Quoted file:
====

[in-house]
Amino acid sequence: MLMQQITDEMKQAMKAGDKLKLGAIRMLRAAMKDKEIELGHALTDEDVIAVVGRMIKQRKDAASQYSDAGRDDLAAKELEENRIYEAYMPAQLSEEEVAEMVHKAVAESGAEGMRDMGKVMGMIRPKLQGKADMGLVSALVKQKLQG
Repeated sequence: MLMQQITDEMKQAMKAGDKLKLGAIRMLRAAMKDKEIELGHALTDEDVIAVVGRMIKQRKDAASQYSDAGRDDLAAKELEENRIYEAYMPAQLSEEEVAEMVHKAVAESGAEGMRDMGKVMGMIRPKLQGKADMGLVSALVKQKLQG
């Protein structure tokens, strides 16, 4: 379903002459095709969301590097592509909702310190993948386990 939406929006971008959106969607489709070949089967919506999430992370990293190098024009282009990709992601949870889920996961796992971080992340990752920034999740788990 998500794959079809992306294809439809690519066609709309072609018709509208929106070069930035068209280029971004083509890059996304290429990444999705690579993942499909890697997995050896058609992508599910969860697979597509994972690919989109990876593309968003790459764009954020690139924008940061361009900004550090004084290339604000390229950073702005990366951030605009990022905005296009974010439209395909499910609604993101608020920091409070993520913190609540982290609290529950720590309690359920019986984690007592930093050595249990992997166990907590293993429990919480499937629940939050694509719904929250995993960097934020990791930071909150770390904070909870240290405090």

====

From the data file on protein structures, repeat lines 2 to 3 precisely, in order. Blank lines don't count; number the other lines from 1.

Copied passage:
Amino acid sequence: MLMQQITDEMKQAMKAGDKLKLGAIRMLRAAMKDKEIELGHALTDEDVIAVVGRMIKQRKDAASQYSDAGRDDLAAKELEENRIYEAYMPAQLSEEEVAEMVHKAVAESGAEGMRDMGKVMGMIRPKLQGKADMGLVSALVKQKLQG
Repeated sequence: MLMQQITDEMKQAMKAGDKLKLGAIRMLRAAMKDKEIELGHALTDEDVIAVVGRMIKQRKDAASQYSDAGRDDLAAKELEENRIYEAYMPAQLSEEEVAEMVHKAVAESGAEGMRDMGKVMGMIRPKLQGKADMGLVSALVKQKLQG